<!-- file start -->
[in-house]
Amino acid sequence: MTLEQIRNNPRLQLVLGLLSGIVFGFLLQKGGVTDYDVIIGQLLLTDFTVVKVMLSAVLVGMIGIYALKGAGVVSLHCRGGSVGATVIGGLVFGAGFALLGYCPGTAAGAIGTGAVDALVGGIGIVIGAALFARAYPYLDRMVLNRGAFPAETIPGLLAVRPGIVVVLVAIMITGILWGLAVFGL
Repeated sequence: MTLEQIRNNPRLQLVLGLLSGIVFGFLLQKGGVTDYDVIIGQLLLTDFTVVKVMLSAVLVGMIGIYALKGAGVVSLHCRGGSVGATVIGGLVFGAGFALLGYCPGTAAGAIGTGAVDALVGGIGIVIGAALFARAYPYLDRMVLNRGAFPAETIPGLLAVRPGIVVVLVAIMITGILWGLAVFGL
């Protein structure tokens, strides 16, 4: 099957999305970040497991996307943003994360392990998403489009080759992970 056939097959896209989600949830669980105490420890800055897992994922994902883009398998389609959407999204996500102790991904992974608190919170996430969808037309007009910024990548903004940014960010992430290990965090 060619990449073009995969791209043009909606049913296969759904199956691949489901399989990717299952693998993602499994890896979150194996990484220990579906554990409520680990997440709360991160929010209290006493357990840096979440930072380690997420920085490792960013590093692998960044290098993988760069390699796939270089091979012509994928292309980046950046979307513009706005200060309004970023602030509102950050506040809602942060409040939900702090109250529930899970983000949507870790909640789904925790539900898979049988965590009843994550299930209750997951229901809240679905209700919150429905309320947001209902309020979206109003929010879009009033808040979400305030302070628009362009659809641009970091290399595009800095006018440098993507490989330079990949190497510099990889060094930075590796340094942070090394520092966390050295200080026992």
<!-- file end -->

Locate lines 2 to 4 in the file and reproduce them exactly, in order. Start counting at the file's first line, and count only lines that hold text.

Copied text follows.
Amino acid sequence: MTLEQIRNNPRLQLVLGLLSGIVFGFLLQKGGVTDYDVIIGQLLLTDFTVVKVMLSAVLVGMIGIYALKGAGVVSLHCRGGSVGATVIGGLVFGAGFALLGYCPGTAAGAIGTGAVDALVGGIGIVIGAALFARAYPYLDRMVLNRGAFPAETIPGLLAVRPGIVVVLVAIMITGILWGLAVFGL
Repeated sequence: MTLEQIRNNPRLQLVLGLLSGIVFGFLLQKGGVTDYDVIIGQLLLTDFTVVKVMLSAVLVGMIGIYALKGAGVVSLHCRGGSVGATVIGGLVFGAGFALLGYCPGTAAGAIGTGAVDALVGGIGIVIGAALFARAYPYLDRMVLNRGAFPAETIPGLLAVRPGIVVVLVAIMITGILWGLAVFGL
């Protein structure tokens, strides 16, 4: 099957999305970040497991996307943003994360392990998403489009080759992970 056939097959896209989600949830669980105490420890800055897992994922994902883009398998389609959407999204996500102790991904992974608190919170996430969808037309007009910024990548903004940014960010992430290990965090 060619990449073009995969791209043009909606049913296969759904199956691949489901399989990717299952693998993602499994890896979150194996990484220990579906554990409520680990997440709360991160929010209290006493357990840096979440930072380690997420920085490792960013590093692998960044290098993988760069390699796939270089091979012509994928292309980046950046979307513009706005200060309004970023602030509102950050506040809602942060409040939900702090109250529930899970983000949507870790909640789904925790539900898979049988965590009843994550299930209750997951229901809240679905209700919150429905309320947001209902309020979206109003929010879009009033808040979400305030302070628009362009659809641009970091290399595009800095006018440098993507490989330079990949190497510099990889060094930075590796340094942070090394520092966390050295200080026992």